My father was a World War II veteran. He rarely ever talked about his experiences. I've often heard it said that most who saw real combat, did not expound much on their experiences. It was a part of their life that happened, and they just wanted to put it behind them and move forward.
The following is an article written by a local historian and childhood neighbour of Dad's. John Macfie interviewed Dad and then wrote from the material he had collected. I am deeply indebted to Macfie for this, as I would not know of Dad's wartime experiences otherwise.
A D-Day story with a Difference
The ranks of D-Day veterans are thinning rapidly, and three weeks ago today another from that select band of warriors was laid to rest in Fairholme Cemetery, near Dunchurch. I seldom do obituaries, but as Royal Canadian Legion members paid their respects at the graveside, it struck me that the case of George Hosick, lifelong local citizen, was sufficiently special to warrant a column on this 64th anniversary of one of the great moments in history, June 6, 1944.
I’ll come to the special part after reprising George’s D-Day experience, condensed from an interview I taped at his home 24 years ago.
George, one of several children of farmer and lumberman John Hosick and his wife, Minnie , was born near Dunchurch on May 22, 1919. In the summer of 1942, he answered his conscription call, was assigned as a gunner to the 19th Battery of the Royal Canadian Artillery and soon found himself in England. On D-Day, he crossed to Normandy with the greatest invasion fleet ever mounted. Now promoted to the rank of lance-bombardier, George was part of a crew of six manning a 105 mm cannon mounted on the chassis of a Sherman tank.
“We went over from Portsmouth in an LCT [tank landing craft]. Before we landed, they had us seasick, really seasick, because those things go floppity-flop. That takes a lot out of you; you are that sick that anything would be half welcome.
“We [the several guns] fired a barrage out of our landing craft before we went in, pretty near 500 rounds. Softening it up. We had an observation officer who went in with the infantry, and he sends back the orders, gives you the degrees left or right, or whatever it is. Then the sergeant tells you to load and fire. I was firing; there was a lever you pulled. I forgot all about [seasickness] when I got firing. Once the infantry got a toehold, they dropped the ramp and we drove off. We were supporting the infantry, but we didn’t give them much support because a tank was knocked out ahead of us and we had no way of getting around it. We had our gun on land, just barely on land, but no way of getting around. We stayed as long as we could, but then [the Germans] were mortaring, and if we’d stayed with the tank we’d have been mortared right there, so the sergeant said, ‘Let’s get out!’ Then we doubled up on the guns [that did get off]. We got in a little piece off the beach the first night”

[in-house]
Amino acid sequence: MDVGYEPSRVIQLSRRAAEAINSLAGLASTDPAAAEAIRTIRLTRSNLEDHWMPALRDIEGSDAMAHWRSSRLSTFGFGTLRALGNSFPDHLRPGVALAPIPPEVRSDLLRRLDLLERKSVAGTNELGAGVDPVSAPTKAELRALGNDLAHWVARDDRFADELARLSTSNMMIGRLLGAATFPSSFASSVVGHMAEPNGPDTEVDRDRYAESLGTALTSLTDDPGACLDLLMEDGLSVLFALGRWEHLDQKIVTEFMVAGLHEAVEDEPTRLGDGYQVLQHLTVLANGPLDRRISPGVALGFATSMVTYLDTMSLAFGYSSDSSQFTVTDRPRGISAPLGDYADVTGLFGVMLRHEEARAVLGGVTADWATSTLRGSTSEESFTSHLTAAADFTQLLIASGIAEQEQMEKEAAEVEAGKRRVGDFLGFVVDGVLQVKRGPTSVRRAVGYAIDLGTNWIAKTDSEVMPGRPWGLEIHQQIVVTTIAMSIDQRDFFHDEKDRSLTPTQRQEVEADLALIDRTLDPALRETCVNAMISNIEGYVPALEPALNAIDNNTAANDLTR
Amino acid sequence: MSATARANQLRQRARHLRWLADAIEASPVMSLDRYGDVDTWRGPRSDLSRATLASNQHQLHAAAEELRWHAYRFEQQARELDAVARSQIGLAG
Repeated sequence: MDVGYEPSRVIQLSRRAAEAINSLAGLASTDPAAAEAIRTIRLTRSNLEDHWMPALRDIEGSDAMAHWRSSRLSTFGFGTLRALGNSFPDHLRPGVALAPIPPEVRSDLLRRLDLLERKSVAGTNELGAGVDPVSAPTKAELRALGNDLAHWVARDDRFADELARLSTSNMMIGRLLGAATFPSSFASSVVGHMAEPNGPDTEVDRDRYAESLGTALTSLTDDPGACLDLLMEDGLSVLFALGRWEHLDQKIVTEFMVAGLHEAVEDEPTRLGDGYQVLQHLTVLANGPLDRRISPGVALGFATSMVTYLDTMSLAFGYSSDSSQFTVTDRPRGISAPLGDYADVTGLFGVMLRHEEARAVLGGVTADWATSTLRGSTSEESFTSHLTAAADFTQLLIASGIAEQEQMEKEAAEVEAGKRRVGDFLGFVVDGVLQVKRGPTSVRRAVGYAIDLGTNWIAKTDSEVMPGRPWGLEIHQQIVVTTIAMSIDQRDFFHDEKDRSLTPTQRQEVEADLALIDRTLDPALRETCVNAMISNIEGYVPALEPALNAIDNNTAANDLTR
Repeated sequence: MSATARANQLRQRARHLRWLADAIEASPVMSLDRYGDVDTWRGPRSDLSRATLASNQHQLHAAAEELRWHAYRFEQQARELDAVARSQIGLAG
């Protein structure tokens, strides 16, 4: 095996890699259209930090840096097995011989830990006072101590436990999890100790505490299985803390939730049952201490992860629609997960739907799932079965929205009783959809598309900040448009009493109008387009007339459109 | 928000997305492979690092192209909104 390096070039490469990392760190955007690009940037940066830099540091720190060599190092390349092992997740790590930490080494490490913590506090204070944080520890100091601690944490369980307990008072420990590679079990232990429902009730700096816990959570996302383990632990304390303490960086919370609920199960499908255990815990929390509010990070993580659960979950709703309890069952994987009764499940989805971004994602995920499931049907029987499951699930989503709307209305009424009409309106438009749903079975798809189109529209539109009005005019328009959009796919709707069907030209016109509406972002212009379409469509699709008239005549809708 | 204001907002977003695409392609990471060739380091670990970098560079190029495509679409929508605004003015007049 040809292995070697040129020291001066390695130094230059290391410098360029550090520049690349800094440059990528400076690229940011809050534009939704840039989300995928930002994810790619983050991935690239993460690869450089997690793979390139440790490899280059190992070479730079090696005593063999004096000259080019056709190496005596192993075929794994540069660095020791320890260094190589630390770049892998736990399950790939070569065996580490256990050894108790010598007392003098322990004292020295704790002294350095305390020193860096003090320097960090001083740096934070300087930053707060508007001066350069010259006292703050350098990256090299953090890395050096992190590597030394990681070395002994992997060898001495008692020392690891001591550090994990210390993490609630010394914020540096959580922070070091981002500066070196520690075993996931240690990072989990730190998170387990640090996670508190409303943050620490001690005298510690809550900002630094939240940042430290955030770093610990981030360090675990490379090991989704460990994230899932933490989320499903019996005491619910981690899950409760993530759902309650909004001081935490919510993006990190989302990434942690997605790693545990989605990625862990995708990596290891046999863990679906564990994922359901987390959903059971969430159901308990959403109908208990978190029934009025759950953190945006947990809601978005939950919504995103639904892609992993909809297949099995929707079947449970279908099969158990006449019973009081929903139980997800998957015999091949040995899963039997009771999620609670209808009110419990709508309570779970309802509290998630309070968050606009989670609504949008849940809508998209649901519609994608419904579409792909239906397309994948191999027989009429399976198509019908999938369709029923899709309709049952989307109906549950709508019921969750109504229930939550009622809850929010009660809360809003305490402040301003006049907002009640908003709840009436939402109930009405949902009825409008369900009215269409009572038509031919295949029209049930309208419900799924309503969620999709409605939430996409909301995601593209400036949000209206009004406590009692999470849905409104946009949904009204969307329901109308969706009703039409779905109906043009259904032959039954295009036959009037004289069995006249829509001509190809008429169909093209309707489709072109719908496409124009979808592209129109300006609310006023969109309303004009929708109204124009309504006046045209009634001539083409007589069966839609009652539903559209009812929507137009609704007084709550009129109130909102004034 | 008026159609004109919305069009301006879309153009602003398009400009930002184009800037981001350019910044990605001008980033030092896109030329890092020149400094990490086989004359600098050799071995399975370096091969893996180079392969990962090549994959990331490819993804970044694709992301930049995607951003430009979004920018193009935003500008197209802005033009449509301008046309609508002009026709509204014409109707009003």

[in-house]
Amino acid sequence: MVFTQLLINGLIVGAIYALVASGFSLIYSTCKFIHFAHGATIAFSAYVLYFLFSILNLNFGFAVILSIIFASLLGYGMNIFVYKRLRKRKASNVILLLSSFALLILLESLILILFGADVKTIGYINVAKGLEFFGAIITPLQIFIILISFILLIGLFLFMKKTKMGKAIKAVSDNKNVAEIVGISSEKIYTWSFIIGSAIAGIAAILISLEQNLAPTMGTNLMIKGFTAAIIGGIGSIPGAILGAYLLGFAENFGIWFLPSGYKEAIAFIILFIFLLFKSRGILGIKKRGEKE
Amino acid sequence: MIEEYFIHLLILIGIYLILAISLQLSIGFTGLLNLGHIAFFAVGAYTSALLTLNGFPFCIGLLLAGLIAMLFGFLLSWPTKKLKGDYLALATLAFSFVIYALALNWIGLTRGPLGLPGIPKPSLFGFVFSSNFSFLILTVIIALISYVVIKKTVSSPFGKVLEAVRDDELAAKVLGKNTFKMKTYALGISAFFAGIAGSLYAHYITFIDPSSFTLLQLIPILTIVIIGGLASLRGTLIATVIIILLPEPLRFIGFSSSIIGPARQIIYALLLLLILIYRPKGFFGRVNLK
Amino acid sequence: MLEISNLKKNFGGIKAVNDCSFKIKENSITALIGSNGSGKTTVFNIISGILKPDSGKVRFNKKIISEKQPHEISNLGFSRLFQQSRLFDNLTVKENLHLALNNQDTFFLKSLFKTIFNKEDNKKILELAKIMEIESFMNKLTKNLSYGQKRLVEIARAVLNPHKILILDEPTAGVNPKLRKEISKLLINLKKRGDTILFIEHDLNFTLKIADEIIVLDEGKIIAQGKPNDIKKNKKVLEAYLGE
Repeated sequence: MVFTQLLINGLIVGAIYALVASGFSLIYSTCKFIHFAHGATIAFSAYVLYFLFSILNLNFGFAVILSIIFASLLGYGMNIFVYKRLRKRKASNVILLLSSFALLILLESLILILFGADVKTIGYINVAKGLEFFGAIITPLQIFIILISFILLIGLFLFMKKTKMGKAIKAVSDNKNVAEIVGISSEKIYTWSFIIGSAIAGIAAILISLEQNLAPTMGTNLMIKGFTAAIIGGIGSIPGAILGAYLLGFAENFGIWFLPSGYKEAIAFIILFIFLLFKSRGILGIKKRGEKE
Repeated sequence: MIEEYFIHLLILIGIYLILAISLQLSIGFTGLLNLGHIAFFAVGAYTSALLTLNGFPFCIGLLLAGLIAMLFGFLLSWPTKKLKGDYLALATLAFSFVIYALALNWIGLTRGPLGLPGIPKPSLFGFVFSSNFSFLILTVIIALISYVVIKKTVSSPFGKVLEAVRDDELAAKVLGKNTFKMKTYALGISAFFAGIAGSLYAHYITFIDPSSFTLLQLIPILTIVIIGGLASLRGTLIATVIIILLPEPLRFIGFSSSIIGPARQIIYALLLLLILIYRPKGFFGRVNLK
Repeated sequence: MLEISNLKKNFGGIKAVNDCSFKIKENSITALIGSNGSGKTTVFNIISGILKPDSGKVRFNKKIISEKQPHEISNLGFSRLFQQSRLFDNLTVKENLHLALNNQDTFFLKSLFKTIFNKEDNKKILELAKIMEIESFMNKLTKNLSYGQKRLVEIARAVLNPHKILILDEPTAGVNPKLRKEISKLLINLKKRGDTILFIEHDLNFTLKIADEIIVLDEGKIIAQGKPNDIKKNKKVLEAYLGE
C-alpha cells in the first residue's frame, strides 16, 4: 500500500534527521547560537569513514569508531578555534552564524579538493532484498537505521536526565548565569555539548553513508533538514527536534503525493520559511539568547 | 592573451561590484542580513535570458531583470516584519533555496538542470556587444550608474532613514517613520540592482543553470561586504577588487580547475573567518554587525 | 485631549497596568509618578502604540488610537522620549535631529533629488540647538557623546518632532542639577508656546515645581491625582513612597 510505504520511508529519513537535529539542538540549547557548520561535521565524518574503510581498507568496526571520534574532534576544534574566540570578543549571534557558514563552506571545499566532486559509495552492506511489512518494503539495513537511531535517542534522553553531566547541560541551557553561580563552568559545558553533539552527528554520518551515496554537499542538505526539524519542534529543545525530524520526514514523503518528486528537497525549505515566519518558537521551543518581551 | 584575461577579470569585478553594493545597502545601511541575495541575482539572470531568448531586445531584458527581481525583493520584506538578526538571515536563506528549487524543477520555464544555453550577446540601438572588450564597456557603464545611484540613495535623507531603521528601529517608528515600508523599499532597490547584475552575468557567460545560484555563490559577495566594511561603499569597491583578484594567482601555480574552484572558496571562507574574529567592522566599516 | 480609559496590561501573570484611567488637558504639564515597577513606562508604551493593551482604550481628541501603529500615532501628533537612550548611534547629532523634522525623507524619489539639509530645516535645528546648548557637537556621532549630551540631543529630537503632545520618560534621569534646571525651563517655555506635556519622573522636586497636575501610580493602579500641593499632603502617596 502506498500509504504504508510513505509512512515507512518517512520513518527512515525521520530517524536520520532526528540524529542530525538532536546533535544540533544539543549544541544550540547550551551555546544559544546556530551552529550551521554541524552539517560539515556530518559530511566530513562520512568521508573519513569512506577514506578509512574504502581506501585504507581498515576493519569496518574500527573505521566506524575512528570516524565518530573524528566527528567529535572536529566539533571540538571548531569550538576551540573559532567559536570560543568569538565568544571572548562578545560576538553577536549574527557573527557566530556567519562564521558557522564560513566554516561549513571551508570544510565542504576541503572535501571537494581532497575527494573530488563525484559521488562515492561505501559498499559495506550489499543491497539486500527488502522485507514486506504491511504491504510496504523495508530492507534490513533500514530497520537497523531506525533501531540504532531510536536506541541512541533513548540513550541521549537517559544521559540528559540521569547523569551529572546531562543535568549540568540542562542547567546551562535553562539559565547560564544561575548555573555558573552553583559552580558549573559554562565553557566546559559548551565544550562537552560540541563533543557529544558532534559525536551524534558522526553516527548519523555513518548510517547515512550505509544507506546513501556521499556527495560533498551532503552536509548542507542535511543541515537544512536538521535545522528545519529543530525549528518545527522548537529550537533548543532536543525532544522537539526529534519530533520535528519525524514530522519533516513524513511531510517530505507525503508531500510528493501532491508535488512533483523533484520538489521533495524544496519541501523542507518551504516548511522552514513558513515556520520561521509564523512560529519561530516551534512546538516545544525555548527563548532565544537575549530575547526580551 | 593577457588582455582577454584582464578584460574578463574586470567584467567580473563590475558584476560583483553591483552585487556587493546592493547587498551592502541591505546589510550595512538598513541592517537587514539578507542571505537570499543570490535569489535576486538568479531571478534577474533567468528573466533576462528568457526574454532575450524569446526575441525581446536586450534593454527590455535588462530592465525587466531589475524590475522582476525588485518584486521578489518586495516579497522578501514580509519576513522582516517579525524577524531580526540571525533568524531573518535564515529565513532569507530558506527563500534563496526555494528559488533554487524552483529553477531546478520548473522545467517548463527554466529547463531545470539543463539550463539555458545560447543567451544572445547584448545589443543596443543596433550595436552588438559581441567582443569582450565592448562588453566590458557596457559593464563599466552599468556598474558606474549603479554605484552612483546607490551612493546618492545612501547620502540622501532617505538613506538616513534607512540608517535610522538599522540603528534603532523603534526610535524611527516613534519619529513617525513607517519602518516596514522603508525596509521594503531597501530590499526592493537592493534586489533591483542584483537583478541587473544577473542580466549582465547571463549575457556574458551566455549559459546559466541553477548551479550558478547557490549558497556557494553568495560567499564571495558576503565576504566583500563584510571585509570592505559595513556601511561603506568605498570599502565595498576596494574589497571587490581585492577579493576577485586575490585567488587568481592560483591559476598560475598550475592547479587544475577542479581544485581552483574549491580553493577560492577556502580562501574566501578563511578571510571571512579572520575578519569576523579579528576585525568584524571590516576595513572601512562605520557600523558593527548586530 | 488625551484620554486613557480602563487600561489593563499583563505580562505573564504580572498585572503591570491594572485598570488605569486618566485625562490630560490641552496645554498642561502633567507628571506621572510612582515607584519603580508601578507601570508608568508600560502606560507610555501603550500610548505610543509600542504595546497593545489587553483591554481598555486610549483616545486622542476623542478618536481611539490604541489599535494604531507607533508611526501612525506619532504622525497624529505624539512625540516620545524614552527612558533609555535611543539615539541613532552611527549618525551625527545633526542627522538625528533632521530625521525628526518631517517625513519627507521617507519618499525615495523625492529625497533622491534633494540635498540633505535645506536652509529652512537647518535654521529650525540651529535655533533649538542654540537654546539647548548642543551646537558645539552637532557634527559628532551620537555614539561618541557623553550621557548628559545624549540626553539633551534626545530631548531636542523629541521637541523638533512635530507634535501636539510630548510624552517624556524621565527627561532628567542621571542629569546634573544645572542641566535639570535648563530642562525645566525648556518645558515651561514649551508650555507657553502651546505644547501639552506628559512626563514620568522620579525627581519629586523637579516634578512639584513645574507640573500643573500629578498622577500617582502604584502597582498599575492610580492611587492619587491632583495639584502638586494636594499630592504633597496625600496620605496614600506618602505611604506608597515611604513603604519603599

Soon, a replacement gun arrived, and George embarked on an 11-month campaign through Northwest Europe, duelling at times with the deadly German 88-millimetre cannon. In those months, one of his crewmates was killed beside him, and a second went crazy, a victim of battle fatigue, and had to be hustled out. On hearing this, I asked George, a slight and humble individual who could hardly impress anyone as a gung-ho warrior, just how terrified of battle he was.
“I’m sure no hero,” he allowed, “but I wasn’t as scared as I thought I would be.”
George Hosick’s personal D-Day story differs little from thousands of others, except in one respect: he had a good reason and ample opportunity to avoid the whole ordeal, but chose not to. George was one of those individuals who, at a defining moment in life, are lightning-struck with religion. For him, it happened at age 16, and his faith burned ever more fiercely to the day he died. George’s church, the Plymouth Brethren, is resolutely pacifist, and its adherents often opted out of war service by declaring themselves conscientious objectors. Beyond that point, a second escape window beckoned. He could have joined thousands of other conscripts who declined to sign up for service outside Canada, joining instead the home defence force widely known, among overseas troops, as “Zombies.” But again George stuck to the path leading into battle.
Being drafted into the military in wartime can be unsettling enough, but imagine how George must have wrestled with his conscience (yes, and searched his soul) before signing up for active service in the Second World War. The conflict now known as history’s first, and so far last, genuinely good war; the war of all wars that needed to be fought and won.
There’s something else worth noting about George Hosick. While helping to liberate Europe, he accumulated enough bragging rights to last any returned soldier a lifetime, yet he never used them. He came home to marry Dorothy Patterson of Sunny Slope, settled down on the Patterson farm, and by dint of hard work on and off the farm, raised a family. And hardly ever did he mention war. His son tells me that, but for a copy of the audiotape I gave him, that phase of his father’s life story would be a blank slate.
|Dad's Honourable Discharge Paper|
The Daily Quest
An anagram is a word that you can scramble its letters and form another common word. How many of these can you morph into another word? ie decimate -> medicate
And that is about all I have to say for today.
Musings and meanderings from the Musical Gardener.